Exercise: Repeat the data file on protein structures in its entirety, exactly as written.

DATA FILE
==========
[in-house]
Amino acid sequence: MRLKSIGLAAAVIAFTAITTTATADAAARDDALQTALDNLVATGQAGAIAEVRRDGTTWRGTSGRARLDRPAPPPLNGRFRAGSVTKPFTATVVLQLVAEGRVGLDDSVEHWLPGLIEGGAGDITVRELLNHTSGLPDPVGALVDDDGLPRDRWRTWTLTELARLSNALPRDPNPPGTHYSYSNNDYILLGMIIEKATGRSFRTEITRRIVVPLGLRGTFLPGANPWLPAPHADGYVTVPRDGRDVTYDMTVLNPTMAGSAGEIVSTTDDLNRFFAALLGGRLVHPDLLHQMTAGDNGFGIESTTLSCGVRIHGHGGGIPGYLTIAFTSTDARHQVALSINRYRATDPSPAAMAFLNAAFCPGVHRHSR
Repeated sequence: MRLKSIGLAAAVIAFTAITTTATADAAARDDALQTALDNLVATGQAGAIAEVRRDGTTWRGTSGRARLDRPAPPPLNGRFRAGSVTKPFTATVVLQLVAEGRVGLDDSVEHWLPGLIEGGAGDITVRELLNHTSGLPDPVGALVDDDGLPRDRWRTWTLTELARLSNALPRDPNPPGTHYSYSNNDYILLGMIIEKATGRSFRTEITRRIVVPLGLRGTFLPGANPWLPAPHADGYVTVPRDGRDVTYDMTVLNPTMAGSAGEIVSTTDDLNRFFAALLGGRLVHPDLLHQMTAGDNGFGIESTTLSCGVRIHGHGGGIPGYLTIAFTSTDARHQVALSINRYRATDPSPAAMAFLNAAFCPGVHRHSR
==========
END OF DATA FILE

[in-house]
Amino acid sequence: MRLKSIGLAAAVIAFTAITTTATADAAARDDALQTALDNLVATGQAGAIAEVRRDGTTWRGTSGRARLDRPAPPPLNGRFRAGSVTKPFTATVVLQLVAEGRVGLDDSVEHWLPGLIEGGAGDITVRELLNHTSGLPDPVGALVDDDGLPRDRWRTWTLTELARLSNALPRDPNPPGTHYSYSNNDYILLGMIIEKATGRSFRTEITRRIVVPLGLRGTFLPGANPWLPAPHADGYVTVPRDGRDVTYDMTVLNPTMAGSAGEIVSTTDDLNRFFAALLGGRLVHPDLLHQMTAGDNGFGIESTTLSCGVRIHGHGGGIPGYLTIAFTSTDARHQVALSINRYRATDPSPAAMAFLNAAFCPGVHRHSR
Repeated sequence: MRLKSIGLAAAVIAFTAITTTATADAAARDDALQTALDNLVATGQAGAIAEVRRDGTTWRGTSGRARLDRPAPPPLNGRFRAGSVTKPFTATVVLQLVAEGRVGLDDSVEHWLPGLIEGGAGDITVRELLNHTSGLPDPVGALVDDDGLPRDRWRTWTLTELARLSNALPRDPNPPGTHYSYSNNDYILLGMIIEKATGRSFRTEITRRIVVPLGLRGTFLPGANPWLPAPHADGYVTVPRDGRDVTYDMTVLNPTMAGSAGEIVSTTDDLNRFFAALLGGRLVHPDLLHQMTAGDNGFGIESTTLSCGVRIHGHGGGIPGYLTIAFTSTDARHQVALSINRYRATDPSPAAMAFLNAAFCPGVHRHSR